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Wells Fargo waives October mortgage fees for late payers

Jed Horowitz
Thursday, 24 Oct 2013 | 3:42 PM ET

NEW YORK, Oct 24 (Reuters)p - If you are late on your mortgage payment to Wells Fargo Corp this month, the bank is giving you a break.

Wells, the largest home mortgage lender in the United States, will not assess late fees on borrowers who missed their payment deadlines in deference to the 16-day government shutdown from Oct. 1 to Oct. 16, a bank spokesman said Thursday.

Wells has not formally announced the waiver.

The spokesman declined to say how much it collects in late charges in an average month.

The San Francisco-based company processes the paperwork on about 12 million loans, and assesses late fees according to the size of the loan and its interest rate. A typical late charge on a $200,000 20-year mortgage with a 3.3 percent interest rate would be about $24, according to one statement reviewed by Reuters.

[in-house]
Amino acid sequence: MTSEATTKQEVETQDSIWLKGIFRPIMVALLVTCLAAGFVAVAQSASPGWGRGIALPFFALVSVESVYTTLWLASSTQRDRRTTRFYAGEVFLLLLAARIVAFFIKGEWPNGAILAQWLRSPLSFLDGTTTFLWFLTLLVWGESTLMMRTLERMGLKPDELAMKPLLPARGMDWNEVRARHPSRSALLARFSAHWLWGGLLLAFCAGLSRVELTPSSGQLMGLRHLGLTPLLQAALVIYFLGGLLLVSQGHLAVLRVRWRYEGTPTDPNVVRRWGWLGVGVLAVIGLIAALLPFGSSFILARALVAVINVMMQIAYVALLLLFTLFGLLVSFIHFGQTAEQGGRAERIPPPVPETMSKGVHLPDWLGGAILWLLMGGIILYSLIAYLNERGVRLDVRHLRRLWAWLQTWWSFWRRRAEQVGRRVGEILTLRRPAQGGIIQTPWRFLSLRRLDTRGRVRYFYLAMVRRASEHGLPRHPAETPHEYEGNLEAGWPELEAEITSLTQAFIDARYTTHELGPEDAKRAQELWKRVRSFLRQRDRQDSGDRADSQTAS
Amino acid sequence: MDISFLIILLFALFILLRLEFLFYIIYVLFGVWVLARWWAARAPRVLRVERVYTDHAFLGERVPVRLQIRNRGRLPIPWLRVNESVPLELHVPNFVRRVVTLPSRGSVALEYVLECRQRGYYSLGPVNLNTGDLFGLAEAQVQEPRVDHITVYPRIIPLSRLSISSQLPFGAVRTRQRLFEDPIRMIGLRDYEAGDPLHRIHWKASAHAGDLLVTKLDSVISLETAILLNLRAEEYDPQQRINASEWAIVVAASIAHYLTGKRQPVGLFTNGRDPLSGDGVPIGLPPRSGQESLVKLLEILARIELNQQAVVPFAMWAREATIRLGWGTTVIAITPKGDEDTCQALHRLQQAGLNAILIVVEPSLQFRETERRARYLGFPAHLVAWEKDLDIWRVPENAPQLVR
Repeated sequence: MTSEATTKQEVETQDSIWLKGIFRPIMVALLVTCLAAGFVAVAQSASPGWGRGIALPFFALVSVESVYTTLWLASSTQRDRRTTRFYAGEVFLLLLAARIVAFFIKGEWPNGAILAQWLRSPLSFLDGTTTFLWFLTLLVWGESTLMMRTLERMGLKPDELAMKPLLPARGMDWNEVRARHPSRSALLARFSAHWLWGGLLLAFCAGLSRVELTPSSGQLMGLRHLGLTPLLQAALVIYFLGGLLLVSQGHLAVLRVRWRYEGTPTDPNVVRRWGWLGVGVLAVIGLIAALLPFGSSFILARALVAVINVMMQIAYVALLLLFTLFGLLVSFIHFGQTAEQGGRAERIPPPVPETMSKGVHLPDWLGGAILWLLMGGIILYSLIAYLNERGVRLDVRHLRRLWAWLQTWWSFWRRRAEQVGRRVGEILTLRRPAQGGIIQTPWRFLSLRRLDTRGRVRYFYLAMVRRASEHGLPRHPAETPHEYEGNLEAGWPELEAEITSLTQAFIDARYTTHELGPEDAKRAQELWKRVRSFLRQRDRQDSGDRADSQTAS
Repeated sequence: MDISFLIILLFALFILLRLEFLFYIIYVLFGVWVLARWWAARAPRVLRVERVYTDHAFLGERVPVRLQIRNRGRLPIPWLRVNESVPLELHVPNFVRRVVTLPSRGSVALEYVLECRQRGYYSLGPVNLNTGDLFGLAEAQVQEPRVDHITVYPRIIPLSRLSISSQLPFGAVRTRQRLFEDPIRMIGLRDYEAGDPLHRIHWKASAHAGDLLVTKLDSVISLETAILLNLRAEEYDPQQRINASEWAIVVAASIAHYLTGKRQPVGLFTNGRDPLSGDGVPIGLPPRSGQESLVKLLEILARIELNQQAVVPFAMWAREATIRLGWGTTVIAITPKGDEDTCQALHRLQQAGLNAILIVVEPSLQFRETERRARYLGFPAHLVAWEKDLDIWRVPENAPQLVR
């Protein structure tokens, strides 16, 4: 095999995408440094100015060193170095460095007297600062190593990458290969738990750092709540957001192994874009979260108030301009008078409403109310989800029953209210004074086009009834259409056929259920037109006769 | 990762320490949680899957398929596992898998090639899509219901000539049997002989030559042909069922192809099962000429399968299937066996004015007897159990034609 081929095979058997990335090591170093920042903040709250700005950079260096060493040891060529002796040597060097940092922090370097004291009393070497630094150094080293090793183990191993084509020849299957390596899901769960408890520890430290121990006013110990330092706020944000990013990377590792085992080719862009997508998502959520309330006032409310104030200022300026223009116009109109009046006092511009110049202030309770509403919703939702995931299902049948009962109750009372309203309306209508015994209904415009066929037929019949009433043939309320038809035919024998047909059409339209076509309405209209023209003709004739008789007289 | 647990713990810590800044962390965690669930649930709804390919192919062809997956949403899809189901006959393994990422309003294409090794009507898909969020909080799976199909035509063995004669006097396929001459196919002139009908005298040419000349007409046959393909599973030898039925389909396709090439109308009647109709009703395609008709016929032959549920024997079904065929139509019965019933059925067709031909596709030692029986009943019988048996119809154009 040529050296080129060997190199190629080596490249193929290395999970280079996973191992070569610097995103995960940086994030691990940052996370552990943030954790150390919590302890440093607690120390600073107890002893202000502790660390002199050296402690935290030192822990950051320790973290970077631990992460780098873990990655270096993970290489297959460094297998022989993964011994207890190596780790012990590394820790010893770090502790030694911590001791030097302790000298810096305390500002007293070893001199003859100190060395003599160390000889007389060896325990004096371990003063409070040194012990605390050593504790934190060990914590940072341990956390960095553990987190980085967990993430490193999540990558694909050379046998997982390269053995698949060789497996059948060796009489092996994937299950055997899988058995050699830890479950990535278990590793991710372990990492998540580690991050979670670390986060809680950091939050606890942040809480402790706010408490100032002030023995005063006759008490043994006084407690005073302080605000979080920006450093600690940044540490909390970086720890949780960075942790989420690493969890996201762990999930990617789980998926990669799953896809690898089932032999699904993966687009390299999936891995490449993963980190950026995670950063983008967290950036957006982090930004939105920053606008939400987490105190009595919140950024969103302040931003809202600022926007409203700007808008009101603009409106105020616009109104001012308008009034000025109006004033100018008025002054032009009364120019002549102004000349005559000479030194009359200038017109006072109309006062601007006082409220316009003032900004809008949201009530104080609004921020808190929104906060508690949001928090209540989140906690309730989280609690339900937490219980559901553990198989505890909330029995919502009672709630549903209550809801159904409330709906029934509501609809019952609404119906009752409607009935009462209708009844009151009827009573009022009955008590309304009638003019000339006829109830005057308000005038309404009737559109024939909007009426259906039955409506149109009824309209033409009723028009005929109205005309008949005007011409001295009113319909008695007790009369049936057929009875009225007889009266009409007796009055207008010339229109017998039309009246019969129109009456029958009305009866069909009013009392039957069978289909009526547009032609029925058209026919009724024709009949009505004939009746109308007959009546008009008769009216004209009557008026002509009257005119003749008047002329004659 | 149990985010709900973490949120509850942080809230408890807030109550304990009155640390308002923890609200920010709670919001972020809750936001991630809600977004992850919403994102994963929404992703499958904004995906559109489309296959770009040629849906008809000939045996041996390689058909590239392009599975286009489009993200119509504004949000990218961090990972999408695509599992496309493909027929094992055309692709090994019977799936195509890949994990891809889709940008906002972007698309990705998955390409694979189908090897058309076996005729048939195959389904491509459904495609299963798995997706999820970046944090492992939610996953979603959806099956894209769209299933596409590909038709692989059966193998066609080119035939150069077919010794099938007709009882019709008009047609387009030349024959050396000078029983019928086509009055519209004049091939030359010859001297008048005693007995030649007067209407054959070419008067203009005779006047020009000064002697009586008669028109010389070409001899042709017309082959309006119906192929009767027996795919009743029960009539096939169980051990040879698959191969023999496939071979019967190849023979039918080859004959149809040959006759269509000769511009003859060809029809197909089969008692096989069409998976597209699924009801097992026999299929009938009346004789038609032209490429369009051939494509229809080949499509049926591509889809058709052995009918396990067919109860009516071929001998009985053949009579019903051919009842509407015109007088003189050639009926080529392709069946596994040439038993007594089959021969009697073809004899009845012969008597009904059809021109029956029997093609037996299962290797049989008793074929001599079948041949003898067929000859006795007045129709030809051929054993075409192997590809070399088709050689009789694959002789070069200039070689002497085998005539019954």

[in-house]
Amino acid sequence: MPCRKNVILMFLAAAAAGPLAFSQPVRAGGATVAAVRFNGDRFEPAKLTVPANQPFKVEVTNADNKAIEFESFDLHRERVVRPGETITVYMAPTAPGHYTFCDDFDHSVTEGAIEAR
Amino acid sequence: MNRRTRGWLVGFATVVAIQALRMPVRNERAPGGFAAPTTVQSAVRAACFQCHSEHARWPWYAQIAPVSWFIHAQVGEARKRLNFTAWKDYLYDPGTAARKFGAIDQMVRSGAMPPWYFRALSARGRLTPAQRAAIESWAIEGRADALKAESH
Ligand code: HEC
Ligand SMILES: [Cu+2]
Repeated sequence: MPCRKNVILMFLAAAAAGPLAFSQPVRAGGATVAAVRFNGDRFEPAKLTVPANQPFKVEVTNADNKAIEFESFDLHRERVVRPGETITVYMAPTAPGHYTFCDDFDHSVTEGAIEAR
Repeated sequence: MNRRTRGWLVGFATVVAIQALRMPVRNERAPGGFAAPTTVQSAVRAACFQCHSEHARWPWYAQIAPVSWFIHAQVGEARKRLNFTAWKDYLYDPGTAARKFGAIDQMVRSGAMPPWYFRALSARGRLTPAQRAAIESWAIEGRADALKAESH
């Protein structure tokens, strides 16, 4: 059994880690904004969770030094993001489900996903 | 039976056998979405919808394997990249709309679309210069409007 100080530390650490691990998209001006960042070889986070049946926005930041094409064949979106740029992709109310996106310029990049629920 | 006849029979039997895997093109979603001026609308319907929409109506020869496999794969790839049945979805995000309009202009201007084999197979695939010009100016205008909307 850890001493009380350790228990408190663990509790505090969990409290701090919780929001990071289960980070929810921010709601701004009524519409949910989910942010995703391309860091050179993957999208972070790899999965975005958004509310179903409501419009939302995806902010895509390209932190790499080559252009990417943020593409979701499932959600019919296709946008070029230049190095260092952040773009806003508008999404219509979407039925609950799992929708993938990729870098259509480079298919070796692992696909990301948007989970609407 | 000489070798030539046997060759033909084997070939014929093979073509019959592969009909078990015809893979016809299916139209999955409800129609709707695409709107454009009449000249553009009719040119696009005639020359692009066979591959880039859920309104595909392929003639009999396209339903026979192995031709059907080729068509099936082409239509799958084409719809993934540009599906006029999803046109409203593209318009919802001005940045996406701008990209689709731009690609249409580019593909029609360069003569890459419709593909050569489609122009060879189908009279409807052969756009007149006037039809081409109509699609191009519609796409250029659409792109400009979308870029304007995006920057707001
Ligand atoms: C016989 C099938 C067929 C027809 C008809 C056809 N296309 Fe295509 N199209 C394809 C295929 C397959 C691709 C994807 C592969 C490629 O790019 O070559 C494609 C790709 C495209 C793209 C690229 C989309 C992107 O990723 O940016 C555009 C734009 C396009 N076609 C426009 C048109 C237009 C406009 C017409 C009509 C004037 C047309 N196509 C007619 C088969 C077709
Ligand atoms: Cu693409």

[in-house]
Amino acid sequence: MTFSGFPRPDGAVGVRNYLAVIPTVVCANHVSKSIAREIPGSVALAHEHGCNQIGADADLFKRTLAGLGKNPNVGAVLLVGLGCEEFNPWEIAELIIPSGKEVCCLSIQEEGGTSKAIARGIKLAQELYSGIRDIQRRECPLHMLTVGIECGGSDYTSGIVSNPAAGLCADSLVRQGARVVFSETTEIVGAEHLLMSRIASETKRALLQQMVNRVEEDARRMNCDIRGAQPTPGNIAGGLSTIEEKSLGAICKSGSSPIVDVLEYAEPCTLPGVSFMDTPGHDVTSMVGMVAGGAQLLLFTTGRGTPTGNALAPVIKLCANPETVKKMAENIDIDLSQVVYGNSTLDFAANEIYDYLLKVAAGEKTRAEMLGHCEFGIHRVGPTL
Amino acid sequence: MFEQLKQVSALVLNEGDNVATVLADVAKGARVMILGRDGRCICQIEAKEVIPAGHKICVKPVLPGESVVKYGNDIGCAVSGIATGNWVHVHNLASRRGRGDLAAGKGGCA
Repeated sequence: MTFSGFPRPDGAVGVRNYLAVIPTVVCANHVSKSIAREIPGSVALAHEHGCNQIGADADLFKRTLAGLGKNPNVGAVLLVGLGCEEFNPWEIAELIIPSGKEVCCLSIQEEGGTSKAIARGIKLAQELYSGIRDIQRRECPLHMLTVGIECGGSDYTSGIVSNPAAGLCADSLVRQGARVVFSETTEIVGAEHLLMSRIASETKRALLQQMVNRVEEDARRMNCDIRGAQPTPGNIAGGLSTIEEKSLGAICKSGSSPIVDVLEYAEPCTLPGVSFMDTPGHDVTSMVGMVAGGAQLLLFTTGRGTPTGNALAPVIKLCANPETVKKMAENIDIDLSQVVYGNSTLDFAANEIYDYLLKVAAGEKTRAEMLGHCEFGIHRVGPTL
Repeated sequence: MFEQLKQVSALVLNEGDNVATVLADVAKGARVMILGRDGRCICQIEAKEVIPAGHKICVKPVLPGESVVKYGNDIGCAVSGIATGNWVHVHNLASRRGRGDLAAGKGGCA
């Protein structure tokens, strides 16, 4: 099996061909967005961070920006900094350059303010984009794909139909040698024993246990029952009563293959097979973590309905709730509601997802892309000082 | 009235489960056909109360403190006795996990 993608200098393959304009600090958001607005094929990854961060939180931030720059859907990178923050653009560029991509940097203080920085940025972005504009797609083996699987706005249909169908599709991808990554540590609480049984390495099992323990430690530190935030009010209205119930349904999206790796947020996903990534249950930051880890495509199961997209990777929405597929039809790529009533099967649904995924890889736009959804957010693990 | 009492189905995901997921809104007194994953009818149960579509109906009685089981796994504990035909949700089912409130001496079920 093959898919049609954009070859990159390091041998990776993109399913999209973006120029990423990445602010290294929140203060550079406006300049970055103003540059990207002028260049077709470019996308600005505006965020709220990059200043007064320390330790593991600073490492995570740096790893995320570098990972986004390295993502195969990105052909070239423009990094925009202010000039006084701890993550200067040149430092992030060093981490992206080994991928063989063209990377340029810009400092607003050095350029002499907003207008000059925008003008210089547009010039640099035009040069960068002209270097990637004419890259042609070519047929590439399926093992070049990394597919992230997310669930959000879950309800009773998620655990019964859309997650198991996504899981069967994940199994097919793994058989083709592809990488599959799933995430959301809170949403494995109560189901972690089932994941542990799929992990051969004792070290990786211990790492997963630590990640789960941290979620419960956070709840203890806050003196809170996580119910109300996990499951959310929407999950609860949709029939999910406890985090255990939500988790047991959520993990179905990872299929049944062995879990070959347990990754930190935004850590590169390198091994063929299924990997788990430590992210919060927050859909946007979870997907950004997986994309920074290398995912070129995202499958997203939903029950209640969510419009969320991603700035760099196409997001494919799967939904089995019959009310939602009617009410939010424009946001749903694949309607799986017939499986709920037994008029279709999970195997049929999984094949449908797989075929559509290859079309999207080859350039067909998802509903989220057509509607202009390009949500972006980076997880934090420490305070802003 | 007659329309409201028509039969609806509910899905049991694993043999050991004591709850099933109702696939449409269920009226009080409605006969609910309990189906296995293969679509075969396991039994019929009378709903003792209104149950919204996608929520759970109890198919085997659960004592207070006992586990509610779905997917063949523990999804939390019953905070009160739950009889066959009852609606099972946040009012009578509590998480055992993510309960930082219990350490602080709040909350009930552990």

An array of banks and credit unions had announced when Congress failed to agree on funding the government at the end of September that they would offer low- or no-rate temporary loans to government workers affected by the shutdown. They also said they would consider "forbearance" on credit card loans and other payments, but the issue faded in importance when Congress decided after two weeks to approve temporary funding.

Some large banks that ran into credit problems during the financial crisis consulted with regulators to get permission for the programs. The Wells spokesman said it was not required to do so.

Wells dominates the U.S. mortgage landscape, although its lending and servicing portfolios are getting smaller. The bank made $80 billion in home loans last quarter, down from $139 billion a year earlier as mortgage refinancings fell because of rising long-term interest rates.

The bank said on Oct. 17 that it is cutting 925 mortgage jobs as a result of slower activity.

Bank of America Corp., which lost $1 billion in its mortgage business during the third quarter, said Thursday it expects to cut 3,000 mortgage-related jobs by yearend